A new translation of one of Maeterlinck’s four great nature essays. 

“The republication of Maurice Maeterlinck’s ‘The Intelligence of Flowers,’ regrettably forgotten in our time, is long overdue. The introduction by Mosley is itself a gem, and contains one of the best overviews in print of writings about intelligence in Nature.” — Stephen Harrod Buhner, author of The Secret Teachings of Plants: The Intelligence of the Heart in the Direct Perception of Nature 

The second of Maeterlinck’s four celebrated nature essays—along with those on the life of the bee, ant, and termite—“The Intelligence of Flowers” (1907) represents his impassioned attempt to popularize scientific knowledge for an international audience. Writing with characteristic eloquence, Maeterlinck asserts that flowers possess the power of thought without knowledge, a capacity that constitutes a form of intelligence. Appearing one hundred years after the first publication, Philip Mosley’s new translation of the original French essay, and the related essay “Scents,” maintains the verve of Maeterlinck’s prose and renders it accessible to the present-day reader. This is a book for those who are excited by creative encounters between literature and science as well as current debates on the relationship of humankind to the natural world. 

It would be superfluous to redraw the picture of the great systems of floral fertilization: the play of stamens and pistil, the seductiveness of scents, the appeal of harmonious and striking colors, the development of nectar, totally useless to the flower, and which it manufactures only to attract and hold the foreign liberator, the messenger of love, bee, bumblebee, fly, butterfly, moth, which must bring it the kiss of the distant, invisible, motionless lover… 

We could truly say that ideas come to flowers in the same way they come to us. Flowers grope in the same darkness, encounter the same obstacles and the same ill will, in the same unknown. They know the same laws, same disappointments, same slow and difficult triumphs. It seems they have our patience, our perseverance, our self-love; the same finely tuned and diversified intelligence, almost the same hopes and the same ideals. Like ourselves, they struggle against a vast indifferent force that ends by helping them. — from “The Intelligence of Flowers”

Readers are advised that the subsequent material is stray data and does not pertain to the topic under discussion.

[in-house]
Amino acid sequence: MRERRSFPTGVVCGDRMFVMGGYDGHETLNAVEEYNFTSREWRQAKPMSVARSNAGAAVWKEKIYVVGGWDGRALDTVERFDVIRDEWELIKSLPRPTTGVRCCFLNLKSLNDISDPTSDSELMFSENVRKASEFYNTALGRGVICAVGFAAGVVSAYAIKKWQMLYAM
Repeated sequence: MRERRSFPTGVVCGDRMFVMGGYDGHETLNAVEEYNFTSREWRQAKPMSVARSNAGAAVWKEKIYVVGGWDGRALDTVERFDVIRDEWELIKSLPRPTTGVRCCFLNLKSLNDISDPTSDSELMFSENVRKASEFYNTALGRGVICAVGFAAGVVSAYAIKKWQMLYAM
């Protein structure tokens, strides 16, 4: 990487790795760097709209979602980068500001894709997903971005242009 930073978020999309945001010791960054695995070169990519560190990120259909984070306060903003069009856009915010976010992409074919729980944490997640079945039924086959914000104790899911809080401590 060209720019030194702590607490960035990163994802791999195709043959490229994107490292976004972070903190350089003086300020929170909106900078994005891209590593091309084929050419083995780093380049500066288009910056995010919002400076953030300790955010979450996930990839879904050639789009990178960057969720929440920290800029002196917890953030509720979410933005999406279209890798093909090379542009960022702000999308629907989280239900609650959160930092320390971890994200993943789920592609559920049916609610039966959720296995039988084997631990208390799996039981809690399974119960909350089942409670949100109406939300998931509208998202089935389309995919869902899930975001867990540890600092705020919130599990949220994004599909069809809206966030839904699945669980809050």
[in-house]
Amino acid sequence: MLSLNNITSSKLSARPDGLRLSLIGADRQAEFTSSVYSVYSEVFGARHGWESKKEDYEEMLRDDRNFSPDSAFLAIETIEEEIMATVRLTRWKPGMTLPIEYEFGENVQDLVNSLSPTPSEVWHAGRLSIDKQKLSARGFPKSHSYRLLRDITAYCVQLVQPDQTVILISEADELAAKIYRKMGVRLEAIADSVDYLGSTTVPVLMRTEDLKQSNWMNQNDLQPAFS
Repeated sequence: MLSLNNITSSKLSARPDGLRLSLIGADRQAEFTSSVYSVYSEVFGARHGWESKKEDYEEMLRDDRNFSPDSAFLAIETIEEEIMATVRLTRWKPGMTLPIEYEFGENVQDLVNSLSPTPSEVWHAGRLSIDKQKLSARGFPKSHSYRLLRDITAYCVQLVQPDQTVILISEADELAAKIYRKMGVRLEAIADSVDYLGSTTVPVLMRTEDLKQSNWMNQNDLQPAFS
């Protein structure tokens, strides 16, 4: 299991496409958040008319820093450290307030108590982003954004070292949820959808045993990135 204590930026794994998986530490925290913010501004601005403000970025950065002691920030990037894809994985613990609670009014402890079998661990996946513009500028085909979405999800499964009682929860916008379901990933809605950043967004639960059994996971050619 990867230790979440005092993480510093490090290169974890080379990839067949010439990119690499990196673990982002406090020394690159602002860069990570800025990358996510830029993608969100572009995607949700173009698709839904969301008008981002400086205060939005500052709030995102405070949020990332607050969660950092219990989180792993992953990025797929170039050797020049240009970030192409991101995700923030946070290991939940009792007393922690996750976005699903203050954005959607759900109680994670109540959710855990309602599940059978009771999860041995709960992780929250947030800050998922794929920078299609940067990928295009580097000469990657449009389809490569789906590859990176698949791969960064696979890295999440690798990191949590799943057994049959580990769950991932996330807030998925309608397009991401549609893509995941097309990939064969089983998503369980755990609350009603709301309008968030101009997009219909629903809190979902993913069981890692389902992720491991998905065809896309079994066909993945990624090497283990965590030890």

“…a wonderfully enjoyable, insightful and worthwhile read … This work would be of interest to anyone excited by the remarkable process of the plant world and would expressly appeal to gardeners and flower growers.” — Huntia 

“A rare gem, written … in lyrical and accessible prose.” — The Times Literary Supplement 

“…Maeterlinck is a seductive essayist … [and] writes with the same intrinsic humility that will be familiar to admirers of John Muir, Aldo Leopold, or Mary Oliver.” — The Boston Globe 

“That the intelligence of flowers provides Maeterlinck with a theory riddled with contradictions—mostly as a result of his metaphoric reasoning—seems less important than the fundamental truths of the metaphors unto themselves. As a result, ‘The Intelligence of Flowers’ is happily welcome once more, in this centenary reissue.” — San Francisco Chronicle